wherein X and Y are independently selected from the group consisting of —CR1R2R3, —NR4R5 and —OR6, wherein R1 to R5 are selected from H and essentially hydrocarbon moieties that optionally comprise at least one oxygen, nitrogen or silicon atom, and R6 is selected from essentially hydrocarbon moieties that optionally comprise at least one oxygen, nitrogen or silicon atom; and, A is an essentially hydrocarbon moiety that optionally comprises at least one oxygen, sulphur, nitrogen or silicon atom, with the proviso that the compound A-CHO is a fragrant aldehyde. The use of these compounds in laundry, household and personal care products confers a long-lasting freshness.
|5415854||Cosmetic use of benzalmalonate diorganopolysiloxanes and novel cosmetic compositions containing such compounds for the protection of skin and hair||May, 1995||Forestier|
|4808747||Process for producing alkylidene compounds and arylidene compounds||February, 1989||Homann|
|3761505||CYANO-CARBOXY-CYCLOPROPANE DERIVATIVES USEFUL AS INTERMEDIATES IN THE PREPARATION OF CHRYSANTHEMIC ACID||September, 1973||Marc|
|DE2335067||January, 1974||SUBSTITUIERTE GERANYLESSIGSAEUREN, VERFAHREN ZU IHRER HERSTELLUNG UND DIESE VERBINDUNGEN ENTHALTENDE ARZNEIMITTEL|
|DE4101737||August, 1974||Verfahren zur Herstellung von olefinischen Verbindungen aus Carbonyl-Verbindungen und Diazoalkanen|
|JP62226934||October, 1987||NORBORNENE DERIVATIVE|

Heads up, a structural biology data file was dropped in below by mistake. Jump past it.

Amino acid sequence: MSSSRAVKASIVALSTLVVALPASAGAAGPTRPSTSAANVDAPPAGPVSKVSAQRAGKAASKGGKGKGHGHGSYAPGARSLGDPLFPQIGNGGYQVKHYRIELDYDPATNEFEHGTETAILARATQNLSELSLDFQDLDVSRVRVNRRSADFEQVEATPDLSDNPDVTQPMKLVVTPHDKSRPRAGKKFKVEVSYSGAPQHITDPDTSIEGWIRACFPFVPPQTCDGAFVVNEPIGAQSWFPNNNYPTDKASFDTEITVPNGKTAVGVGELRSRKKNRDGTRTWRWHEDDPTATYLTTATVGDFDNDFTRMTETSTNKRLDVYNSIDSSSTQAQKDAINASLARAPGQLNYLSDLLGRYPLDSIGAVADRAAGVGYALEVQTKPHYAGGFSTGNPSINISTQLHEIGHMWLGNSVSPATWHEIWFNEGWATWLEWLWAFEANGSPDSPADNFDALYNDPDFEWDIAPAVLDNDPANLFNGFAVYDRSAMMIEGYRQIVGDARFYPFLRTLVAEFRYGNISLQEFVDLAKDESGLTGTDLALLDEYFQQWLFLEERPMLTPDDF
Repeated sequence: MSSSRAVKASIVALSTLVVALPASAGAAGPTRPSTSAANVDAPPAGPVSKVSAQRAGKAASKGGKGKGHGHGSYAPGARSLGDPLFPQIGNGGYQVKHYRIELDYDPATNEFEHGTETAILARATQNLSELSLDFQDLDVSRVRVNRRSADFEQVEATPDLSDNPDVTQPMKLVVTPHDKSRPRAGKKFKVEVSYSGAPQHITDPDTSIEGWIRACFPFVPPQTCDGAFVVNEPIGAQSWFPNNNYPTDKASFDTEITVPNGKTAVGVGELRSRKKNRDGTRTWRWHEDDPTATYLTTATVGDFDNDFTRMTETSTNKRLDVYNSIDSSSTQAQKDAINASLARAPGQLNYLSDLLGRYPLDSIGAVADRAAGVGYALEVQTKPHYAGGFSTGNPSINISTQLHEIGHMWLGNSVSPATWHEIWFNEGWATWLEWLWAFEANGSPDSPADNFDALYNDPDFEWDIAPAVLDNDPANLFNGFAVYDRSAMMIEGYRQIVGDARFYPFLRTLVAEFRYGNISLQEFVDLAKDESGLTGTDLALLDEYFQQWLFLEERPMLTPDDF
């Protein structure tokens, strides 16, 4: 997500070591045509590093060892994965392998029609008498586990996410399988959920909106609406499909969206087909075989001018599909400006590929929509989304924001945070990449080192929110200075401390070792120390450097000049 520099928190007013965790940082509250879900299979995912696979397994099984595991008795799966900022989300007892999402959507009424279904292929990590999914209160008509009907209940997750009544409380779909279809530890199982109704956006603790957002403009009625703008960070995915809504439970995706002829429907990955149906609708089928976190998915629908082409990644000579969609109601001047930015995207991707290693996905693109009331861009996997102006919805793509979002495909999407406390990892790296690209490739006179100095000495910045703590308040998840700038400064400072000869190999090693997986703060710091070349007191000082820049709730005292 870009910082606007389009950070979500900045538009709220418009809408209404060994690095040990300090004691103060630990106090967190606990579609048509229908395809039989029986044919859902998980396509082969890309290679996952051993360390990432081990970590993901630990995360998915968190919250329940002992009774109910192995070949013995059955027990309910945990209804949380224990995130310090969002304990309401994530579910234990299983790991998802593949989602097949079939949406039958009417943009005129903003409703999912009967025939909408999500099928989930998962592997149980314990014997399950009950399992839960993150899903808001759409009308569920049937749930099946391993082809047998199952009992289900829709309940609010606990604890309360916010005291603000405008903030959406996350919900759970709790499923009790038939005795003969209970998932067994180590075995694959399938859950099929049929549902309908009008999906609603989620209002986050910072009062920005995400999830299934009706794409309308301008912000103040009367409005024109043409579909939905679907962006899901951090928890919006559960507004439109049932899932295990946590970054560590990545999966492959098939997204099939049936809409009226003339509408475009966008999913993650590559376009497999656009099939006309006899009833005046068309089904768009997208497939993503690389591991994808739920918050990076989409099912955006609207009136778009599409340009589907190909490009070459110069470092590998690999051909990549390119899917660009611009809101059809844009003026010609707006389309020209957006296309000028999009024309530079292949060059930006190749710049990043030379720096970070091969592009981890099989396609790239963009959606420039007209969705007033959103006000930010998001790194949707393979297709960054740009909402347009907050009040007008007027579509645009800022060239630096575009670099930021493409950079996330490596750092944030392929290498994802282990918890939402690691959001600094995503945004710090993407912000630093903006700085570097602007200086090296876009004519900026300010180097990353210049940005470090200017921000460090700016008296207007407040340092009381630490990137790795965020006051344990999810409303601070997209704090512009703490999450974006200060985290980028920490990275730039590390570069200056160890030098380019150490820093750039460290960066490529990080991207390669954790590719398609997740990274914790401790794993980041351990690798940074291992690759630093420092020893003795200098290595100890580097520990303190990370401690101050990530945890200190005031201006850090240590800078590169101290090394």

|JP07331278||December, 1995||PERFUME COMPOSED OF ALKYL 2-ACETYL-2-ALKENATE|
|WO/2006/076821||July, 2006||2 -C-SUBSTITUTED PROPANE-1, 3 -DICARBONYL COMPOUNDS AND THEIR USE IN NEUTRALISING MALODOUR|
This application is a national stage application of International Application No. PCT/CH2007/000294, filed 13 Jun. 2007, which claims the benefit of Application No. GB 0611770.9, filed 15 Jun. 2006 from which applications priority is claimed, and which are incorporated herein by reference.
This invention relates to the provision of fragrance and to a process and compounds for achieving this.
The provision of fragrance by the addition of inherently fragrant substances to products is well known and widely used. An alternative method of providing fragrance is by the use of a precursor, that is, a substance that is not itself fragrant, but which, in particular circumstances, for example exposure to light, pH change and enzymatic activity, will break down to give at least one fragrant substance.
It has now been discovered that a particular class of substances can act as precursors by providing a source of at least one fragrant aldehyde. The invention therefore provides a method of providing a fragrant odour to an application, comprising the addition thereto of at least one compound of the formula I